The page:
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A little rain couldn't stop Riverfest

Over the past 36 years, attitudes about the Lackawanna River have changed big time, said Bernie McGurl.

McGurl, the executive director of the Lackawanna River Conservation Association (LRCA), was standing under a tent and out of the rain Saturday. It was early in the organization's celebration for the waterway, called Riverfest.

Riverfest kicked off Saturday with an antique steam locomotive dropping off a small group. LRCA volunteers, musicians and vendors set up at Sweeny Beach along the Lackawanna River in Scranton. Johnny Bibalo, a preservation specialist from the Steamtown National Historic Site, used a propane tank to engulf a metal locomotive wheel in flames. He was demonstrating how to change a tire for a train.

The LRCA’s event started as a Canoe-A-Thon by the Luzerne Lackawanna Environmental Council in 1972. People would paddle a stretch of the river, have a few beers and then go home, said McGurl. When LRCA took over, they added a rubber duck race down the river, live music and other activities. Riverfest has grown into a yearly celebration of the community’s connection to the waterway.

The Lackawanna River used to be the back door of the community, McGurl said.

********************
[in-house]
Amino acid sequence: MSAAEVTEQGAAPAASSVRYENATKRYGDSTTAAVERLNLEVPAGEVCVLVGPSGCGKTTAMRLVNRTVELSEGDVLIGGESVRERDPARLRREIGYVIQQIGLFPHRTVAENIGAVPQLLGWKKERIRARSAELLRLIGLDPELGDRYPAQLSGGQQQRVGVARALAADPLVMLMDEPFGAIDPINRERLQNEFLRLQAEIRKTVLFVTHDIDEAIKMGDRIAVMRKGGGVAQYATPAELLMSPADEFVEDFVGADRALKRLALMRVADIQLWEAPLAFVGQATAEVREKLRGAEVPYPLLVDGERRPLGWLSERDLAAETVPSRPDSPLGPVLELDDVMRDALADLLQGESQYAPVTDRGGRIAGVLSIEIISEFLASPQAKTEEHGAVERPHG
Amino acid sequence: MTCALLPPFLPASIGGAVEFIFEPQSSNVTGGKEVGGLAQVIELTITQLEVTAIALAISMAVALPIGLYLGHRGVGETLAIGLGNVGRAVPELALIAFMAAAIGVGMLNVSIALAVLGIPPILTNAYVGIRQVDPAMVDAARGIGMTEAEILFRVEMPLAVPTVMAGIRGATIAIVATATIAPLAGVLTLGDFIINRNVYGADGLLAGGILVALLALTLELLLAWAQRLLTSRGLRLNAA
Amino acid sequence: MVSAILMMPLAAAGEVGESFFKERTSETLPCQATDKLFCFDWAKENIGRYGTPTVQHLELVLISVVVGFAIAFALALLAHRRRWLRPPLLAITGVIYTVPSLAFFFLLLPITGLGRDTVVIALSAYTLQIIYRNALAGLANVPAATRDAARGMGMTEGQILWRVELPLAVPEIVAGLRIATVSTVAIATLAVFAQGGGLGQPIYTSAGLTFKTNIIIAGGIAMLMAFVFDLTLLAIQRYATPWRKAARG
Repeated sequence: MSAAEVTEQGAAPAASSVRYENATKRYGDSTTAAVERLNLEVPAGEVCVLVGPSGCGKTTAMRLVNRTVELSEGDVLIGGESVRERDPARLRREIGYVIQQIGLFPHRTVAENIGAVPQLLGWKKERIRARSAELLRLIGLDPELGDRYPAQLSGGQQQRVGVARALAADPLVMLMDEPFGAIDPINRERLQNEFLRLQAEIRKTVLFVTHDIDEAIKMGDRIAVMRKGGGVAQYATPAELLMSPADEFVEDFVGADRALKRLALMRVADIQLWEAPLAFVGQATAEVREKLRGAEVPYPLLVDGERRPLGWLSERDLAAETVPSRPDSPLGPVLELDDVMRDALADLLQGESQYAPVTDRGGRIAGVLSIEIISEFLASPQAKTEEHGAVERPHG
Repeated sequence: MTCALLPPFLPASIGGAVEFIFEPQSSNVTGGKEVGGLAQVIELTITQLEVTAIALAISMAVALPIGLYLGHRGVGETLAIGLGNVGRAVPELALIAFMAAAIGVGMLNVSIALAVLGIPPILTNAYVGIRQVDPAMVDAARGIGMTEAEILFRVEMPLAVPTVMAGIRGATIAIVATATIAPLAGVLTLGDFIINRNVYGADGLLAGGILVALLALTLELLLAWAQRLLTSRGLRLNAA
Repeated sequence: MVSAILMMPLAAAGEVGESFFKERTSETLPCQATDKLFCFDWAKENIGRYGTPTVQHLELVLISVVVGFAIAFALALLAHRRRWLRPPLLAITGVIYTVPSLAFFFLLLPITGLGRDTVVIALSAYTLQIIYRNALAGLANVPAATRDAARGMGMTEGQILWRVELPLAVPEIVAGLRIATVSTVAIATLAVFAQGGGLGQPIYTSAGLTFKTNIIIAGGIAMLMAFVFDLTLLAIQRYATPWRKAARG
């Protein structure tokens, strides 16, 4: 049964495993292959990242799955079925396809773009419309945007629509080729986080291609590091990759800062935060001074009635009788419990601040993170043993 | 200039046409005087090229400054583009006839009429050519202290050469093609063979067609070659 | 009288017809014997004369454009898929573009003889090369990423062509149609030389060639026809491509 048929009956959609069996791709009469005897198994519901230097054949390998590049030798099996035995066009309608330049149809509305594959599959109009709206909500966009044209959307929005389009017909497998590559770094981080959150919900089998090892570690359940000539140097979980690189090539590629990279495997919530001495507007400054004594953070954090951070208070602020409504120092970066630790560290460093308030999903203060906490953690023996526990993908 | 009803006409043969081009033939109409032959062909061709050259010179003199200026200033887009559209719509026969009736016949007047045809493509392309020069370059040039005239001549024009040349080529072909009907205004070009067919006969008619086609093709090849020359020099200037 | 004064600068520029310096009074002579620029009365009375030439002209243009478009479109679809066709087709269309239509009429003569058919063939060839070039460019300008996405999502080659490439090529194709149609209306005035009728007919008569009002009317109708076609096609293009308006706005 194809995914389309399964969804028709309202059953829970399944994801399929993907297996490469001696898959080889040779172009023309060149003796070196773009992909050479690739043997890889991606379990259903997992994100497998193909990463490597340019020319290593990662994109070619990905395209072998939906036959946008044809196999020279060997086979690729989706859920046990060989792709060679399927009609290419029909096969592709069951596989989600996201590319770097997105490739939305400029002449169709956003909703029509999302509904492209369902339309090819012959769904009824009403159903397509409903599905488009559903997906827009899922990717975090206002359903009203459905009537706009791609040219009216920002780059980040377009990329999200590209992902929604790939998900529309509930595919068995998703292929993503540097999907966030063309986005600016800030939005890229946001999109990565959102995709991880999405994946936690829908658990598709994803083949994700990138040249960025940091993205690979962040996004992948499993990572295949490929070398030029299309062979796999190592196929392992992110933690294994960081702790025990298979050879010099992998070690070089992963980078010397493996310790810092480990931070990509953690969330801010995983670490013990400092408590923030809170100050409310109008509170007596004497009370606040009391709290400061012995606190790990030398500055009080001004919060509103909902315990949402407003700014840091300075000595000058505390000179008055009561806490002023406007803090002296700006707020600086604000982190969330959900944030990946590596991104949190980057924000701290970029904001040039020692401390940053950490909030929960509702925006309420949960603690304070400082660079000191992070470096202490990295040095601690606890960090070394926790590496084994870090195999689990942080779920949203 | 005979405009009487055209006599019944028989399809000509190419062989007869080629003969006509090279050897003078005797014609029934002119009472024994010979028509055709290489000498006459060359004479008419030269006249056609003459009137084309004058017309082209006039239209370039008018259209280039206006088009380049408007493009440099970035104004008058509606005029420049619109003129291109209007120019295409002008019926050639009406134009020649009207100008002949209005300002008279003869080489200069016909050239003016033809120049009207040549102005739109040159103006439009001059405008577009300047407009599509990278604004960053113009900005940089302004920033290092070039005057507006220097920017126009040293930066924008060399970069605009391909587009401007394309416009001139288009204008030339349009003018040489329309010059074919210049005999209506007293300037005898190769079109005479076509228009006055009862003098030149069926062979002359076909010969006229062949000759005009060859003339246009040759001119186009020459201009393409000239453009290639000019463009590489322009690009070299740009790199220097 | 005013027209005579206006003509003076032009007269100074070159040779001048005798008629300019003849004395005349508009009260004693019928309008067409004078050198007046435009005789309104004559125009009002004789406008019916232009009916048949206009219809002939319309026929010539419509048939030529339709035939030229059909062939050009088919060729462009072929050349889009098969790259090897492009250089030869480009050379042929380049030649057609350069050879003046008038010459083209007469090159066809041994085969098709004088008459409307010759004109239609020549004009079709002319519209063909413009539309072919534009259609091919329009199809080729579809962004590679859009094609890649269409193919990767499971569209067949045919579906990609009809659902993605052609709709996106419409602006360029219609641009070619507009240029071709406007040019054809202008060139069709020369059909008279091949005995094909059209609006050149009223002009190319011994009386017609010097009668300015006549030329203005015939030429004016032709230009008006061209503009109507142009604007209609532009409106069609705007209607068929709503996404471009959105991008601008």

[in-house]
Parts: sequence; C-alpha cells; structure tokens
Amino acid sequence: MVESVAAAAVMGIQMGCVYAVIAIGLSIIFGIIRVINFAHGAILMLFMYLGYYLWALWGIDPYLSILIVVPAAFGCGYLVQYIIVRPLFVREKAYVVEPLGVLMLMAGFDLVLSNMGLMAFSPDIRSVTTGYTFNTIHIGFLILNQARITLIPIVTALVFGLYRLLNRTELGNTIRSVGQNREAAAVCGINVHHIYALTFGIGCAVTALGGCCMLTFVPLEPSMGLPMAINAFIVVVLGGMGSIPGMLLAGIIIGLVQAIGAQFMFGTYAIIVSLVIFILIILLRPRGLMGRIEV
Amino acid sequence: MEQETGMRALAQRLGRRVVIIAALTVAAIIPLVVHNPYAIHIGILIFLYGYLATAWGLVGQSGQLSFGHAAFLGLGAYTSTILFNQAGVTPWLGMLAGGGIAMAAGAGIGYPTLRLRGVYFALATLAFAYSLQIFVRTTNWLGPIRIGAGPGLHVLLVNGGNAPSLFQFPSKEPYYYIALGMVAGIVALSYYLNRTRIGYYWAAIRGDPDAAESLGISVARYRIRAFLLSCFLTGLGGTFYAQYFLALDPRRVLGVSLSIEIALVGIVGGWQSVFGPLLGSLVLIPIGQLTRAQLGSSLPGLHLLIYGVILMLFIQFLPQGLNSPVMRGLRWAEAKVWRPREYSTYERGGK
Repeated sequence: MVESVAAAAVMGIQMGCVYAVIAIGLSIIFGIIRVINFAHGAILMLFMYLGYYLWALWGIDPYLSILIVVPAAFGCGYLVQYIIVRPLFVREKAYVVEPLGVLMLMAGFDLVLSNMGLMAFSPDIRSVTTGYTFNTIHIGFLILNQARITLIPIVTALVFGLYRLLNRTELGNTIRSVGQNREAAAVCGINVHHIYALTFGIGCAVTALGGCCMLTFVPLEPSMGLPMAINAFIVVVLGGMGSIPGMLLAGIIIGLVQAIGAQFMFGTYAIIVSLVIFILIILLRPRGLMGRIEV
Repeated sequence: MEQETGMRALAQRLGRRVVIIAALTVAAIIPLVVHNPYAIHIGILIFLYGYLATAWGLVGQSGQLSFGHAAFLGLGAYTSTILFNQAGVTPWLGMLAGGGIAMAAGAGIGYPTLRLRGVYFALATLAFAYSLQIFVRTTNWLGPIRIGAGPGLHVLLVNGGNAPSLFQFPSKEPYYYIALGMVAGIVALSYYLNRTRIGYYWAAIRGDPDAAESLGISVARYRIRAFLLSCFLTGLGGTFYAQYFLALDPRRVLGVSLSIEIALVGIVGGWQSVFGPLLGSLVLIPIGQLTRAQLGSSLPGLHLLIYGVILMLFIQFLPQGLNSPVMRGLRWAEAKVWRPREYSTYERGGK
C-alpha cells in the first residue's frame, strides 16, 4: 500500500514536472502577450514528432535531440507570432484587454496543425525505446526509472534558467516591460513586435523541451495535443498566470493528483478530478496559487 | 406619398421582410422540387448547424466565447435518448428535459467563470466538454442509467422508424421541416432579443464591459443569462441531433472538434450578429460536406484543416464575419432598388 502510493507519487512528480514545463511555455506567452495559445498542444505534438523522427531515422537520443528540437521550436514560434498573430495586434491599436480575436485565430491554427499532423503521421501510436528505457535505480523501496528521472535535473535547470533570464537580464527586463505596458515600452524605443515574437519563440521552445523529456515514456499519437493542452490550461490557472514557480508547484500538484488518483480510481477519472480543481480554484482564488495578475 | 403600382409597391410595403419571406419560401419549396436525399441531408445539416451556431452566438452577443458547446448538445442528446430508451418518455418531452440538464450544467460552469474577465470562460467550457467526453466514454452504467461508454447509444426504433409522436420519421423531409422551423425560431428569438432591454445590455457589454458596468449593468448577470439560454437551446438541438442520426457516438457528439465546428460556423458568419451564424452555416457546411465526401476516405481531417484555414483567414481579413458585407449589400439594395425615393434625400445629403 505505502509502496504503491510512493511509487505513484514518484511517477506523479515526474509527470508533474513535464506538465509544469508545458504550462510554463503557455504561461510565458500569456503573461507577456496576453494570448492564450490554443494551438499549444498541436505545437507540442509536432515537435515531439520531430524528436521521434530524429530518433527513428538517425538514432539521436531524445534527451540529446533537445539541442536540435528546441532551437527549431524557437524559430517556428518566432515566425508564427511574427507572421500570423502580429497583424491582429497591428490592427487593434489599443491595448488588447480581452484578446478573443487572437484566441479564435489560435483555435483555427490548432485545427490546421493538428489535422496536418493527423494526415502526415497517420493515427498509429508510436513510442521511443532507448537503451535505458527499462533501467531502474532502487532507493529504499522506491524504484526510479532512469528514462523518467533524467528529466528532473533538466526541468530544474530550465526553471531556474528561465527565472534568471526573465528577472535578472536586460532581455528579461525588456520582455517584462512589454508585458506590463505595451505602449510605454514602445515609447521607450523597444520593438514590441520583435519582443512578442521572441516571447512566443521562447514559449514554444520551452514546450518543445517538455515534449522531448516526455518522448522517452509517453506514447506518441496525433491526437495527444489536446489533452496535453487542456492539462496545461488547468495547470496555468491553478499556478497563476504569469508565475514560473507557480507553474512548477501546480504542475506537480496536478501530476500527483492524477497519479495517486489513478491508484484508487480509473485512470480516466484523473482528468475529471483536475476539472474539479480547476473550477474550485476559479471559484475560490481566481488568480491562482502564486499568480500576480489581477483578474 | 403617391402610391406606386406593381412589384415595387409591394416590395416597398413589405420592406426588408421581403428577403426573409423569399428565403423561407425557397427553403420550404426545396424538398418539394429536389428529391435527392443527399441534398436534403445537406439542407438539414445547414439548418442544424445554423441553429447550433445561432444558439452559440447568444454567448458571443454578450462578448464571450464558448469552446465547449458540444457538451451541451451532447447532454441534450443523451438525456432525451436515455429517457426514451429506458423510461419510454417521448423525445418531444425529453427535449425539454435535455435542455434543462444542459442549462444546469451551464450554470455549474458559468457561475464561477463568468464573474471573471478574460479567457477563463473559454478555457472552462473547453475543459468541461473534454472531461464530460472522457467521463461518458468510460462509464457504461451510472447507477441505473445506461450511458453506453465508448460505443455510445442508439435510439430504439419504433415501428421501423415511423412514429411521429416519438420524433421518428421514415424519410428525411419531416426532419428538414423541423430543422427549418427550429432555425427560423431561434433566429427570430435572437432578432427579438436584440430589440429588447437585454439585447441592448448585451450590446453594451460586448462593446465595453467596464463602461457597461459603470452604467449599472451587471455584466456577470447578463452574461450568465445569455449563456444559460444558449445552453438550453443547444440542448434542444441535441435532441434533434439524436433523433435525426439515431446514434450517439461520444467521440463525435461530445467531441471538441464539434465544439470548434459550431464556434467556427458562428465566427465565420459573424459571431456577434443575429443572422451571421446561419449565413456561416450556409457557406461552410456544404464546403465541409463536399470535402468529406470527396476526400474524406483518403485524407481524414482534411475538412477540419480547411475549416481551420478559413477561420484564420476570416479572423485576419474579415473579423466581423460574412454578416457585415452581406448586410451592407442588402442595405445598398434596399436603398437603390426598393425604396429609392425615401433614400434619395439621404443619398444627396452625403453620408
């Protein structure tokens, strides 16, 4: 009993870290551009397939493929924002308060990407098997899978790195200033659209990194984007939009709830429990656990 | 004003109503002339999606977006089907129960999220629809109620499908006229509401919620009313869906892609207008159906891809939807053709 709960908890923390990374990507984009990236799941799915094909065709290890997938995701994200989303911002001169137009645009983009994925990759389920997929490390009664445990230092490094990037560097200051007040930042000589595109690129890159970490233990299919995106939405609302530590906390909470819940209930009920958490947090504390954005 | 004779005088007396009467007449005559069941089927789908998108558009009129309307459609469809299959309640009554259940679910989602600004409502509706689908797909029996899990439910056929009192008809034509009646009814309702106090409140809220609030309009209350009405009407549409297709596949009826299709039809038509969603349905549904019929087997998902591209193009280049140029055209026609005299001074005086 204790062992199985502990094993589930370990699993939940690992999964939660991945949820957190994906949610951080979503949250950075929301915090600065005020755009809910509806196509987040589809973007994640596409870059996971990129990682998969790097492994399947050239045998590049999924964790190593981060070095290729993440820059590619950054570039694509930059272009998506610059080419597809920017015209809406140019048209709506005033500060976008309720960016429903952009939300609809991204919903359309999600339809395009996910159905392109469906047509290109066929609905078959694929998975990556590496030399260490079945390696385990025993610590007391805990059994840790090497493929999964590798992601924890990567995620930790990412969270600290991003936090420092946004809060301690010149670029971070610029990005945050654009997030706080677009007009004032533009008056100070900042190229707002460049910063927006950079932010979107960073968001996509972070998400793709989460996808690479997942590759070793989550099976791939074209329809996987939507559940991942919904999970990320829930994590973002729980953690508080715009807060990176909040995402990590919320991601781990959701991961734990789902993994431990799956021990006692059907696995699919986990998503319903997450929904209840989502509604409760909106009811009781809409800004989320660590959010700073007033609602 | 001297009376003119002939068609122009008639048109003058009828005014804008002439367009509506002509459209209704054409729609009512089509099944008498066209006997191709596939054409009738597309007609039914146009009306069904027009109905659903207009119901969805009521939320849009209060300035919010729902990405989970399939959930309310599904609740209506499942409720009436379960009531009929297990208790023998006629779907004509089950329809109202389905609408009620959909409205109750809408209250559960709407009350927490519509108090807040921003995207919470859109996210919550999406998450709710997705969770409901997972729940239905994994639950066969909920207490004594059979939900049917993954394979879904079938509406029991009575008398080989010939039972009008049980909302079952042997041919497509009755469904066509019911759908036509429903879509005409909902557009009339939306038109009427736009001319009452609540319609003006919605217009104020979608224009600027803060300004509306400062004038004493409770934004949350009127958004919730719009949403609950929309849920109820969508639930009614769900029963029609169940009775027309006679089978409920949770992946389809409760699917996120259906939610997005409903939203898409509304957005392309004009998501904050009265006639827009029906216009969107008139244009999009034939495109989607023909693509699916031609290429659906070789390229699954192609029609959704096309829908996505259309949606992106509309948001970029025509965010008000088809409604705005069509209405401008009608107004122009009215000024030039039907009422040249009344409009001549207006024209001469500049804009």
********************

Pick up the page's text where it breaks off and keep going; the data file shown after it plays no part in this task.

"We dumped everything in it for 100 years," he said. “That was the situation when we started. And our idea was it really needs to get turned around, it needs to be the front door of the community.”

LRCA looked at what was being done on rivers by communities across the country.

“And we pulled a whole bunch of ideas together and said 'Let's do that here'," McGurl said.

Since then, the association has cleaned up the river for people to fish and paddle. The Heritage and D&H Trails now run alongside the water for people to run, bike and walk.

Communities around the region now have a tremendous amount of ownership over the Lackawanna, said McGurl.

Riverfest honors the importance of the river to the surrounding community.

"This one time of year, we all come together and say 'let's celebrate the river and let's spread the word and let's invite other folks to join us'," said McGurl. "So that's what Riverfest is all about."

Kat Bolus is the community reporter for the newly-formed WVIA News Team. She is a former reporter and columnist at The Times-Tribune, a Scrantonian and cat mom.